Domestic Violence Crimes in New Mexico

Domestic violence, unlike other types of violence, is often continuing, pervasive, and difficult to escape. It is rarely an isolated incident. It deserves special attention with laws devoted exclusively to it. Domestic violence is most considered as violence against a spouse or intimate partner. However, under New Mexico law, domestic violence crimes are violent acts committed against any household member.

Under the applicable law, a “household member” is defined as “a spouse, former spouse, parent, present or former stepparent, present or former parent in-law, grandparent, grandparent-in-law, a co-parent of a child or a person with whom a person has had a continuing personal relationship. Cohabitation is not necessary to be deemed a household member…”

The types of acts that fall under Domestic Violence crimes include, but are not limited to, the following:
• Physical injuries or threat of bodily injury
• Verbal abuse/threats
• Emotional distress
• Trespass
• Damage to property
• Stalking
• Harassment by phone/email/social media
• Harm/threats of harm to children

New Mexico law has certain violent offenses classified as domestic crimes; however, this does not limit what a defendant can be charged with. For instance, there is no “domestic violence homicide” but if a partner was killed during the course of a domestic violence incident that person would still be charged under the homicide statute.

The domestic violence crimes in New Mexico are:
Assault against a household member. This is a petty misdemeanor. Physical contact is not required. This is an attempt to commit a battery.
Battery against a household member. This misdemeanor occurs when a person intentionally touches or applies force to a household member a misdemeanor.
Aggravated battery against a household member. This is the above crime plus the intent to injure the victim. If the injury unlikely to cause death or great bodily injury but does result in painful temporary disfigurement or temporarily impairment of using a part of the body, the crime is a misdemeanor. If the offense results in great bodily harm, is committed with a deadly weapon, or is committed in such a way great bodily harm or death can result, the crime is a third-degree felony.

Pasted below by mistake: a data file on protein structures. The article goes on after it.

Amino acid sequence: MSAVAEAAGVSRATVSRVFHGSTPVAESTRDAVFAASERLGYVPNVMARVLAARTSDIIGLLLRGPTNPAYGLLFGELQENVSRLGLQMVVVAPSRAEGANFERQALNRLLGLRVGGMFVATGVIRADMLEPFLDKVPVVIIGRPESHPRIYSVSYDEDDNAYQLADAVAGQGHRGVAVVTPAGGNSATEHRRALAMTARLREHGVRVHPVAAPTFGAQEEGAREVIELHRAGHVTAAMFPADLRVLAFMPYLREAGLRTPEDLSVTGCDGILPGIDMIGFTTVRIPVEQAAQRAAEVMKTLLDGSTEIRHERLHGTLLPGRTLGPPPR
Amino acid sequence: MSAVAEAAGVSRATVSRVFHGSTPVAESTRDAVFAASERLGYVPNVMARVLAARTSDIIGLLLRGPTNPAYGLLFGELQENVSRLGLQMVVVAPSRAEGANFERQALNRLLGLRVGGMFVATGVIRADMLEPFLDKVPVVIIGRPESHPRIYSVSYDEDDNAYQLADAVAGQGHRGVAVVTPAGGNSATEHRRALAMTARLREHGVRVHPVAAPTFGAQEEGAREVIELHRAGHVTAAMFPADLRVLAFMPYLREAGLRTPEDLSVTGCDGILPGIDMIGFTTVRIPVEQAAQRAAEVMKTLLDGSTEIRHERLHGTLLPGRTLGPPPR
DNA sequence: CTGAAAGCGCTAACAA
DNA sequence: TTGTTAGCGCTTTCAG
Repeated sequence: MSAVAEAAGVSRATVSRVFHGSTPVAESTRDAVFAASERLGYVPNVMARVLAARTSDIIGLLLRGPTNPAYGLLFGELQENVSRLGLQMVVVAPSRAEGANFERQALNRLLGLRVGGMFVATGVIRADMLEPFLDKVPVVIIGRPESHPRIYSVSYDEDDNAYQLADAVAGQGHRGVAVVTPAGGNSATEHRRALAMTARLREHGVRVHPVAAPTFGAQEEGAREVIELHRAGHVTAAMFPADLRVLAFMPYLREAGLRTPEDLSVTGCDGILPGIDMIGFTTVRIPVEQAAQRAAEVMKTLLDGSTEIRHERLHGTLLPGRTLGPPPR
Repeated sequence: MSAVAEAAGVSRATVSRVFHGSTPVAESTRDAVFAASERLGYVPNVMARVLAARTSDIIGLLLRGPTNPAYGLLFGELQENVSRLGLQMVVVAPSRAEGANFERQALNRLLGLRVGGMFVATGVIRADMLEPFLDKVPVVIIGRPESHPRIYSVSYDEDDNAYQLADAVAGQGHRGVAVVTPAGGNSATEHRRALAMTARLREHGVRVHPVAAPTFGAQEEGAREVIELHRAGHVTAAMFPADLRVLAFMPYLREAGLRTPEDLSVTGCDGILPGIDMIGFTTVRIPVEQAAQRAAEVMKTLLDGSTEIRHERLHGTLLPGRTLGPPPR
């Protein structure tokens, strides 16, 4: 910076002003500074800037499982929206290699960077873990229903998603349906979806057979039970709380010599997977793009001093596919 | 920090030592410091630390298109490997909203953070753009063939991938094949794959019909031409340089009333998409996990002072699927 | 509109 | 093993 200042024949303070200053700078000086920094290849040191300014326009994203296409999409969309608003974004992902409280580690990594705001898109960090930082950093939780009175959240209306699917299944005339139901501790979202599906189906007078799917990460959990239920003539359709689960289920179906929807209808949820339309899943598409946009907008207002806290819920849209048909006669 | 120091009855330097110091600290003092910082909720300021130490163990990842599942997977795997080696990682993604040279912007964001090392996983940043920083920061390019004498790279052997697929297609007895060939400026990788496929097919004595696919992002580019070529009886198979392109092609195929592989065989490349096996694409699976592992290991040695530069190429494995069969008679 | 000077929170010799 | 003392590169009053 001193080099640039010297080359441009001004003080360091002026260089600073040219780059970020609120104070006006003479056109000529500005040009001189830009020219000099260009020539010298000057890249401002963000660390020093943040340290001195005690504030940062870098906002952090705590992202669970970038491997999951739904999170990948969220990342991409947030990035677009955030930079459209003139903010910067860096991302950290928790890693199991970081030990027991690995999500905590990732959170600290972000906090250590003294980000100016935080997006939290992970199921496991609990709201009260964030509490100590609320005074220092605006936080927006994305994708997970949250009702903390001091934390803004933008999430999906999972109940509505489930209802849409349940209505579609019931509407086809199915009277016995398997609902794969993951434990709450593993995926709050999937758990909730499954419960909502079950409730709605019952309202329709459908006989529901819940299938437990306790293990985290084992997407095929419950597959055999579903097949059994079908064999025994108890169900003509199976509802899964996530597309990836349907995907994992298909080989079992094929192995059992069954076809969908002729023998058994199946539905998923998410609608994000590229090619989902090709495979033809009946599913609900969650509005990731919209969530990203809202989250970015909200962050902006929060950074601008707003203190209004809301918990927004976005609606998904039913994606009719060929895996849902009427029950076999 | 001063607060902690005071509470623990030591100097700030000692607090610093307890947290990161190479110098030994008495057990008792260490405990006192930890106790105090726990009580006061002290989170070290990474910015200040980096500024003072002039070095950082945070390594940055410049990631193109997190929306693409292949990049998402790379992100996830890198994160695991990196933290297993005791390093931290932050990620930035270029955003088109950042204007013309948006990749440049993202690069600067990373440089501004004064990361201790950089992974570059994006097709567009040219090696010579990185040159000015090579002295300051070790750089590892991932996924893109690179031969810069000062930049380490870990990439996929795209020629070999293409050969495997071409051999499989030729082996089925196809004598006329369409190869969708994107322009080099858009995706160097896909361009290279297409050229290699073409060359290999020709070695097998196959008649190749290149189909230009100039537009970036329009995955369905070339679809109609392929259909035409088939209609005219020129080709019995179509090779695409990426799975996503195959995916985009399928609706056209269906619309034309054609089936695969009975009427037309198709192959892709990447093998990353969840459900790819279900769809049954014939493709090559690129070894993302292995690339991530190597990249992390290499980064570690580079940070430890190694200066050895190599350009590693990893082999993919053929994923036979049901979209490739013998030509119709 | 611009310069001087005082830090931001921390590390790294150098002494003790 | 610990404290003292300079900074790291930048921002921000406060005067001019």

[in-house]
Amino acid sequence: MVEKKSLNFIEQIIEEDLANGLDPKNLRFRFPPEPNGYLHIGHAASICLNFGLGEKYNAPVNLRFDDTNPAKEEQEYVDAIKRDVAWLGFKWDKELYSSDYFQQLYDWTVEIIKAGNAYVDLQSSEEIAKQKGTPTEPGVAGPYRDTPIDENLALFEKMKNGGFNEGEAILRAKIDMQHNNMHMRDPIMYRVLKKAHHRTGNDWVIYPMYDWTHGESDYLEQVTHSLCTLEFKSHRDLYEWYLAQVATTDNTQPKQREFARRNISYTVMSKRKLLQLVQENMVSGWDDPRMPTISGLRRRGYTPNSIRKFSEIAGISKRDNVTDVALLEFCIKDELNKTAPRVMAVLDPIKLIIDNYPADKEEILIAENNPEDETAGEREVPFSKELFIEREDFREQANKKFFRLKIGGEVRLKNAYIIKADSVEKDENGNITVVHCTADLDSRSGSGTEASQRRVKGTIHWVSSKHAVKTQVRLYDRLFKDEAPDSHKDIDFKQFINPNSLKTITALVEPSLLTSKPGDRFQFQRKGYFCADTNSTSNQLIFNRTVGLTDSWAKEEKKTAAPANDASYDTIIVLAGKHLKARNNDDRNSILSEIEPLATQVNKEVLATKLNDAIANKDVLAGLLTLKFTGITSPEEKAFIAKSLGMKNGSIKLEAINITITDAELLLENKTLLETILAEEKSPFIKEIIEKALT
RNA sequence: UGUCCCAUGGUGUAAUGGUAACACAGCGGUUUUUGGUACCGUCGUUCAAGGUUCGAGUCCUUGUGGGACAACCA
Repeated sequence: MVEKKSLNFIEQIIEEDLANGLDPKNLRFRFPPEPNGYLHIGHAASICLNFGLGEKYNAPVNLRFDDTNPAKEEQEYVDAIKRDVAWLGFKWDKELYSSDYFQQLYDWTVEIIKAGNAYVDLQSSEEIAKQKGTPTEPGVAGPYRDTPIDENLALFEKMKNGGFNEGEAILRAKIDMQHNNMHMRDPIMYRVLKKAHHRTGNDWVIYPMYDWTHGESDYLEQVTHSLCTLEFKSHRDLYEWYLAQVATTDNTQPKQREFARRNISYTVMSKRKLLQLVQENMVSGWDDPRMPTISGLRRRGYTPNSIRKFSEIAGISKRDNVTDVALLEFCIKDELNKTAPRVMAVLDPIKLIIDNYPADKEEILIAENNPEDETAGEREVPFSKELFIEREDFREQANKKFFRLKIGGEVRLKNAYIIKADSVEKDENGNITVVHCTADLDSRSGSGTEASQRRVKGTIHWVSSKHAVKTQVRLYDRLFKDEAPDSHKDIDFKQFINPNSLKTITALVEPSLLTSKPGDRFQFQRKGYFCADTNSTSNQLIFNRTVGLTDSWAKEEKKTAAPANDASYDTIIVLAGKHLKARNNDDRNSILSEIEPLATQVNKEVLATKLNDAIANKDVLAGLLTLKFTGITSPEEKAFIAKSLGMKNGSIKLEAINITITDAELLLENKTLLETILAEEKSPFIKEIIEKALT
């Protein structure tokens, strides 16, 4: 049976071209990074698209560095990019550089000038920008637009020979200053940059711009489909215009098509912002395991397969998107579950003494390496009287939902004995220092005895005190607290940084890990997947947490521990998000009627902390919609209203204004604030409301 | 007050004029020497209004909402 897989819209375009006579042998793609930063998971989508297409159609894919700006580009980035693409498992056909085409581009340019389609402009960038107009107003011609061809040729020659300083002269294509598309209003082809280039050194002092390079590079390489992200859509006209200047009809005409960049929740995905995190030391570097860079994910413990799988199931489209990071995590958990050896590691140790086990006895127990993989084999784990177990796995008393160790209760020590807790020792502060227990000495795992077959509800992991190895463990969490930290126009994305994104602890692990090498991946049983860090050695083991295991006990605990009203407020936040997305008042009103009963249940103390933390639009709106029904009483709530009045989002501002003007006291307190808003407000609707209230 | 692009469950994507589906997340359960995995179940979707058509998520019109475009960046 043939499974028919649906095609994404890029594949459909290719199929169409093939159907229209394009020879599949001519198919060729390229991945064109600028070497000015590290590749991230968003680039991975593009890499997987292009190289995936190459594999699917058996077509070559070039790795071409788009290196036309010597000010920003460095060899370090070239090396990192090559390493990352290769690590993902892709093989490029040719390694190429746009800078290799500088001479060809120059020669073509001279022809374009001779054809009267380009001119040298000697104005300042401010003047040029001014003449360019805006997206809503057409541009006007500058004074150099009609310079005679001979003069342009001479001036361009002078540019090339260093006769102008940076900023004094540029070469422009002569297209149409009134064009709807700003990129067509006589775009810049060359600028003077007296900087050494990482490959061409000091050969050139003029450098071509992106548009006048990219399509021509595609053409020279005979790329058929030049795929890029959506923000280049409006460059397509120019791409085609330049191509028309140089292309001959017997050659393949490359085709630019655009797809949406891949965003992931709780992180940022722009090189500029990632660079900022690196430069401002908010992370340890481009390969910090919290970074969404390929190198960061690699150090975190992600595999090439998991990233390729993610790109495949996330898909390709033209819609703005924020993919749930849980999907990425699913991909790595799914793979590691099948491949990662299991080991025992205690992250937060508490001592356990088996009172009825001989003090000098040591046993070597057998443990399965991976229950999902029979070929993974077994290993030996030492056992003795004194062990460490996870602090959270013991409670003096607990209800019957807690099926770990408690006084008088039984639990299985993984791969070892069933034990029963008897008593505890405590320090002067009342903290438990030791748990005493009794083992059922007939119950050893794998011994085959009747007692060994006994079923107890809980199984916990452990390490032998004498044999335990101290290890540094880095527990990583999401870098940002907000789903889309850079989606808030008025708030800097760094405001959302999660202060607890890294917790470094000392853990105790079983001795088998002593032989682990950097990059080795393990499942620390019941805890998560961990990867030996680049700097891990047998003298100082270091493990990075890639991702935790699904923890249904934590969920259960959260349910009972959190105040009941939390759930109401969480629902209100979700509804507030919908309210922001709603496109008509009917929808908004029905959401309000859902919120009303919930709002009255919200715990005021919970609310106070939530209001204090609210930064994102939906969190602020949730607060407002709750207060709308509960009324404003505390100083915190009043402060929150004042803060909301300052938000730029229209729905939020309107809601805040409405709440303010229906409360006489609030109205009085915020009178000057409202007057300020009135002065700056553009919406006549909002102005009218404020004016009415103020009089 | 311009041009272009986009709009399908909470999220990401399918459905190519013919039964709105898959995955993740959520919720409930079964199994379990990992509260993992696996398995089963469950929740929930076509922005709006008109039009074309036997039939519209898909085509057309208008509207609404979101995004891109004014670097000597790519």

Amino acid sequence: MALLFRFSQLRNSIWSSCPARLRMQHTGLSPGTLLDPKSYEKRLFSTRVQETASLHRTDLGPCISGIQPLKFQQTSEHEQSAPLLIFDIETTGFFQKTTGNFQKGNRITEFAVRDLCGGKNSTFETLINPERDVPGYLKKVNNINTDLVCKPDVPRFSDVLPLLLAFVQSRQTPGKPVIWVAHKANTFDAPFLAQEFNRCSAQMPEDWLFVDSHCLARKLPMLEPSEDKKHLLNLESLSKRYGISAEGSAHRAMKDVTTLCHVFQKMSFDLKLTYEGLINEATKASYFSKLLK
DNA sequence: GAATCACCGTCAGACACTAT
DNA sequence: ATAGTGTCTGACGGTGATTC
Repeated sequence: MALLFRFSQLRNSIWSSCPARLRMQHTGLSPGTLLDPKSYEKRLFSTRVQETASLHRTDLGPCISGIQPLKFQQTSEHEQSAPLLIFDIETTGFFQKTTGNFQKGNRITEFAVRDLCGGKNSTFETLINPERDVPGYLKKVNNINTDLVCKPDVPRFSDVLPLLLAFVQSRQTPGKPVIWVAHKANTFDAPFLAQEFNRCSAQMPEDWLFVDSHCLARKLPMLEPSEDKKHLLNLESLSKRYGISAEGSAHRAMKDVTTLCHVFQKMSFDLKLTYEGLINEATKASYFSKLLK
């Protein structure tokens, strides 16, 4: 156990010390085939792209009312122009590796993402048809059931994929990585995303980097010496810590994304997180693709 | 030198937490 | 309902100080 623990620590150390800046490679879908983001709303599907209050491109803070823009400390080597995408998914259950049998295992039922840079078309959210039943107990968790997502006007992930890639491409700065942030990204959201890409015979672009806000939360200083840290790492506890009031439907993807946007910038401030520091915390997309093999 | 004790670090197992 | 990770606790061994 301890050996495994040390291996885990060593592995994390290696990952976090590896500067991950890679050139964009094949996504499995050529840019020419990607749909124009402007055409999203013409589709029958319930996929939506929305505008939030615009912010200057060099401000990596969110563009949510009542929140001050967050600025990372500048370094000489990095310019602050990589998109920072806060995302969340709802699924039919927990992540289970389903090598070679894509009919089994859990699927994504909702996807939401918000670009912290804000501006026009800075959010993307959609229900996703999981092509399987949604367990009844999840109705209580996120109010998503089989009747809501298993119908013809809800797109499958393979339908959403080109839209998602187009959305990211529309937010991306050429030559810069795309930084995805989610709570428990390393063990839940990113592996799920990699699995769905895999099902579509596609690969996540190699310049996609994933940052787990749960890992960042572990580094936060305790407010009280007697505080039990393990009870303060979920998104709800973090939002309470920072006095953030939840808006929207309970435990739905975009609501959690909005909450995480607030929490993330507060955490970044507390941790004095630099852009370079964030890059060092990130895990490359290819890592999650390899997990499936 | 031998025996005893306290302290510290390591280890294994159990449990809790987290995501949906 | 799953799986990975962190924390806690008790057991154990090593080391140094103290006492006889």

Aggravated assault against a household member. This fourth-degree felony is committed by assaulting or striking at a household member with a deadly weapon, or by intentionally assaulting a household member with the intent to commit a felony.
Assault against a household member with the intent to commit a violent felony. This third-degree felony is committed when a person assaults a household member with the intent to commit murder, mayhem, robbery, kidnapping, false imprisonment, burglary, or sexual penetration in the first, second, or third degree.

Victims of domestic violence crimes are entitled to court-issued orders of protection during the pendency of the case, and usually well after – such orders are generally conditions of plea agreements and/or convictions.

However, if you are a victim of domestic violence but do not have an active case in the court system do not wait, you can still get an order of protection in most cases. Go to your local district court or visit http://domesticviolence.nmcourts.gov/faq-s.aspx for more information on how to obtain an order of protection.

To consult with an attorney today call the most experienced criminal and family law practitioners in New Mexico, Lightning Legal Group. We are here to help you and your loved ones navigate the family court process. Schedule a free consultation now by calling 505-247-2390.

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